**Blog post by BACA Occupational Therapist Angela L. Seal, MOT, OTR
For the past three months, I have had the privilege of mentoring an up-and-coming occupational therapist. Megan Allen is an occupational therapy student from the University of Indianapolis. She began her affiliation with BACA on May 20, 2013, which was her first of two affiliations. She plans to graduate in December after returning to U of I to complete final coursework and present her research. In the new year, she will be required to pass a national board certification exam, which I am sure you can imagine is a very nerve-wracking experience (couldn’t pay me to take this exam again!).
Taking on a student can be a very difficult professional act as an occupational therapist. When you bring on a student, he or she will ask a lot of questions (good, thought-provoking questions). Then as the seasoned therapist, I have to think back on the fundamentals of being an occupational therapist because I have to put into words the clinical reasoning behind each activity. This can be very difficult when what you do during therapy has become second-nature. There has not been a time I haven’t taken a student on that I have not grown in the experience. It allows me to take time out to ask myself many questions. Why did I do that activity in that way? Was that the best way to complete that session? What can I do to make this session better? If I saw my student completing the session the way I did, what constructive feedback would I give? Then there are the many nights I lay awake wondering if I am being the best clinical instructor I can be … as I try to fit the nine years of experience I have into three months.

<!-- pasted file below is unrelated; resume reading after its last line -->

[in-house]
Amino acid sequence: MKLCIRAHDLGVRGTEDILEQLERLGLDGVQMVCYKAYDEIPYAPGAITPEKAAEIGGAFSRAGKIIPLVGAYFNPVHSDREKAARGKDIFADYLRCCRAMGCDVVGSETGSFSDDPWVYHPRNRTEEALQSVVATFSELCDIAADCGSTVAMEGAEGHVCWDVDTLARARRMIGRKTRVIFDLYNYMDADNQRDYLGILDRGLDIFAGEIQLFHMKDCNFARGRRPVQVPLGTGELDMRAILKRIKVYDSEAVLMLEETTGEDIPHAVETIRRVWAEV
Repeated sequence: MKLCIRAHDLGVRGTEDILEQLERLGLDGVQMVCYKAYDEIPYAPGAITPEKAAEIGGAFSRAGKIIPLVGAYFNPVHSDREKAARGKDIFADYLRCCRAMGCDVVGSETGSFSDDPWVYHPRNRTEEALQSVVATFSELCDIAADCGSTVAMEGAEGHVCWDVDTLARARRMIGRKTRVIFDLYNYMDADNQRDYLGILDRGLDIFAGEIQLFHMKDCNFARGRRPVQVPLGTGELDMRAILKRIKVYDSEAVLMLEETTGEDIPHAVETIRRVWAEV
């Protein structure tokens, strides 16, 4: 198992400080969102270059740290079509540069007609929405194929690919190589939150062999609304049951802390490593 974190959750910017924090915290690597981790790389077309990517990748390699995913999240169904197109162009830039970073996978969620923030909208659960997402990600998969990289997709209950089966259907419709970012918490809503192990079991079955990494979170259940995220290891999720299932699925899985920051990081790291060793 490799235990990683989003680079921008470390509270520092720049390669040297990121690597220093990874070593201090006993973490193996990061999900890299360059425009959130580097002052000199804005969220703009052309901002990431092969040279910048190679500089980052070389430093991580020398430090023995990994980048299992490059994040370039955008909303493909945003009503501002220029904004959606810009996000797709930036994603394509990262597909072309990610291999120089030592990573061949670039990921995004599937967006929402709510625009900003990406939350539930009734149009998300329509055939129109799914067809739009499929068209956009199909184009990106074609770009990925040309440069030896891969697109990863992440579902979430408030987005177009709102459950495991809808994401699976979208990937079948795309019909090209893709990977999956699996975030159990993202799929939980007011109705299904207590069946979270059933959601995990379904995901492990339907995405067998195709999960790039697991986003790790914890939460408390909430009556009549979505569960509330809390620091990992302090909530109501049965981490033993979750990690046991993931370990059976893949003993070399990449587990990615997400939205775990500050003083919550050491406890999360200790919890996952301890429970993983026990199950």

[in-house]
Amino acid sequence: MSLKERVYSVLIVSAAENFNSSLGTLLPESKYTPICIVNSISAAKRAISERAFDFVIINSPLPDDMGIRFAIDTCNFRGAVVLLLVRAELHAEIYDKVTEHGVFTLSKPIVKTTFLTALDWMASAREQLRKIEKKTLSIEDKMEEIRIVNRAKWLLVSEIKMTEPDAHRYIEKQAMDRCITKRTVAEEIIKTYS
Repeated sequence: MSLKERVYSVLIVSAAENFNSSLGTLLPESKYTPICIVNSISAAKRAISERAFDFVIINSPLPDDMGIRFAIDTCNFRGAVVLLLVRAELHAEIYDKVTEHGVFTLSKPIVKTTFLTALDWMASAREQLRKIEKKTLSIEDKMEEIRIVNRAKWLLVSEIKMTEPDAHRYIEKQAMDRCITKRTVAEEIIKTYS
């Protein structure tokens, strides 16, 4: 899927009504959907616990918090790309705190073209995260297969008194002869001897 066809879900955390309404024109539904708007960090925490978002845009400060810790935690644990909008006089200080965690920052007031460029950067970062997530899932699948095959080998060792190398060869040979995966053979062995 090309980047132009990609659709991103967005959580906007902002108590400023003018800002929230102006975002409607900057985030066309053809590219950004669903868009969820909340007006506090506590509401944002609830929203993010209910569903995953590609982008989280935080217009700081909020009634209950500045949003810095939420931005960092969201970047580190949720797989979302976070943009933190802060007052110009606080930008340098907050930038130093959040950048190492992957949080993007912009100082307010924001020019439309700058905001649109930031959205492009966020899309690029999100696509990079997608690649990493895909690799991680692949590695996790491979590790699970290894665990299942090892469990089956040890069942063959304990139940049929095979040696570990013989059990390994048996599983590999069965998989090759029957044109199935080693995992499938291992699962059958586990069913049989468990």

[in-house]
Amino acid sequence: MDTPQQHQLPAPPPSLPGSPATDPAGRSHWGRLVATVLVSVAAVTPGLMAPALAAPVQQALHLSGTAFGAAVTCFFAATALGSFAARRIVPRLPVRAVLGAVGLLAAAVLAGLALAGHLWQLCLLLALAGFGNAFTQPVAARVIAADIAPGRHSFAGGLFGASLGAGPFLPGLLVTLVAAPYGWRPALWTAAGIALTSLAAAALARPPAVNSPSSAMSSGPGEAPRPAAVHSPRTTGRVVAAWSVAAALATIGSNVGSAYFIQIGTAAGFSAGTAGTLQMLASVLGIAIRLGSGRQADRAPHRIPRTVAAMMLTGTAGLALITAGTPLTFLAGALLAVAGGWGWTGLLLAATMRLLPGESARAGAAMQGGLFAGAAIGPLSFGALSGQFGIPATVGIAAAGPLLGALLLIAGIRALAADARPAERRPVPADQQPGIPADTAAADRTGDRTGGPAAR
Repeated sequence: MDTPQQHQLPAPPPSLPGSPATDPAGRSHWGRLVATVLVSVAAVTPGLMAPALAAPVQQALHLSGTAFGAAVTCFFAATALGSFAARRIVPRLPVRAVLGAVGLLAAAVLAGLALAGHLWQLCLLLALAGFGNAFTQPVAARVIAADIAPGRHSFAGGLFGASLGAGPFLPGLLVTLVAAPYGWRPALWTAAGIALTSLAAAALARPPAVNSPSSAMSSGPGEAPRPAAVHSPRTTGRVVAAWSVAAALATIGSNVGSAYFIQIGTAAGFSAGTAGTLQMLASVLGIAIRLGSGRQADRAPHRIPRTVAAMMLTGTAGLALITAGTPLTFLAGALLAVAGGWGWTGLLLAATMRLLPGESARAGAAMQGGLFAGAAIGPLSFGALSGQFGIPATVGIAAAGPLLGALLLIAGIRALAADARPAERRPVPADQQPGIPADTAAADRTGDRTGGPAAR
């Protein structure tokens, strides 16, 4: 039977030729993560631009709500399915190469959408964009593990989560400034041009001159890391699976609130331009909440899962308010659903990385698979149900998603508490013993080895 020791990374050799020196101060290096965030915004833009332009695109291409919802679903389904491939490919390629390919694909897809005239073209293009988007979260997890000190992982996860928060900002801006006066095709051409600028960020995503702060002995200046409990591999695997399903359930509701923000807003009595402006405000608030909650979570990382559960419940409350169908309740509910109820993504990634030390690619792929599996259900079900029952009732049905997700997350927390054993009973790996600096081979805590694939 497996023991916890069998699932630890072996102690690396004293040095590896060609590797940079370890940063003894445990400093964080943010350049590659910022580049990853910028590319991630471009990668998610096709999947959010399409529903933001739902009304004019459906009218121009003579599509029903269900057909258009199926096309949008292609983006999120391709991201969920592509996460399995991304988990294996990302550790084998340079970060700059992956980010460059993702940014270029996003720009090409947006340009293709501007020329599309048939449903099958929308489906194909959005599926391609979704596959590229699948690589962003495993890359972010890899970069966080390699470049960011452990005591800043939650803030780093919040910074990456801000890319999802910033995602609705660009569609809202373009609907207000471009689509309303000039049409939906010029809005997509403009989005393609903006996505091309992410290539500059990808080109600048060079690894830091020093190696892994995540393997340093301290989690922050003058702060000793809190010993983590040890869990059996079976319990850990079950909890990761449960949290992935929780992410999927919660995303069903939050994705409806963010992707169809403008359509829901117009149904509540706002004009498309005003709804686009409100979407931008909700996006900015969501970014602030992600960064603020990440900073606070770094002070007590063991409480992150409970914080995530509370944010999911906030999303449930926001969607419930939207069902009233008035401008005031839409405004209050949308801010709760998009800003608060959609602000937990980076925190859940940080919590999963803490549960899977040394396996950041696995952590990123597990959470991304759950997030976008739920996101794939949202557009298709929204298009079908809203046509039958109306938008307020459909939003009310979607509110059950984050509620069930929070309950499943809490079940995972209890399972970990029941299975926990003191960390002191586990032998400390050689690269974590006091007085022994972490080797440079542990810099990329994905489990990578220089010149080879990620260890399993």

So, why do it? Why not do it! The time I spend with a student is some of the most rewarding time I get to have as an occupational therapist. I love OT, and I have had the chance for the past three months to pass that excitement for a profession I love to a new therapist by showing her the depths of our profession. I have had the privilege of seeing her grow as a therapist and person. I have had the ability to revel in her excitement as a client she has worked with has gained a new skill. I have had all the opportunity in the world to discuss OT, and as any professional knows, one gets really giddy when they get with other professionals in their field and are able to talk the talk of their profession. The experience of having a student allows me to grow as a clinician and, in the long run, helps my clients succeed in what they are doing.
Megan’s last day is August 9, 2013. Please take the time to congratulate Megan on a job well done and wish her luck for the future! I am excited to see what the future holds for her as she begins her career.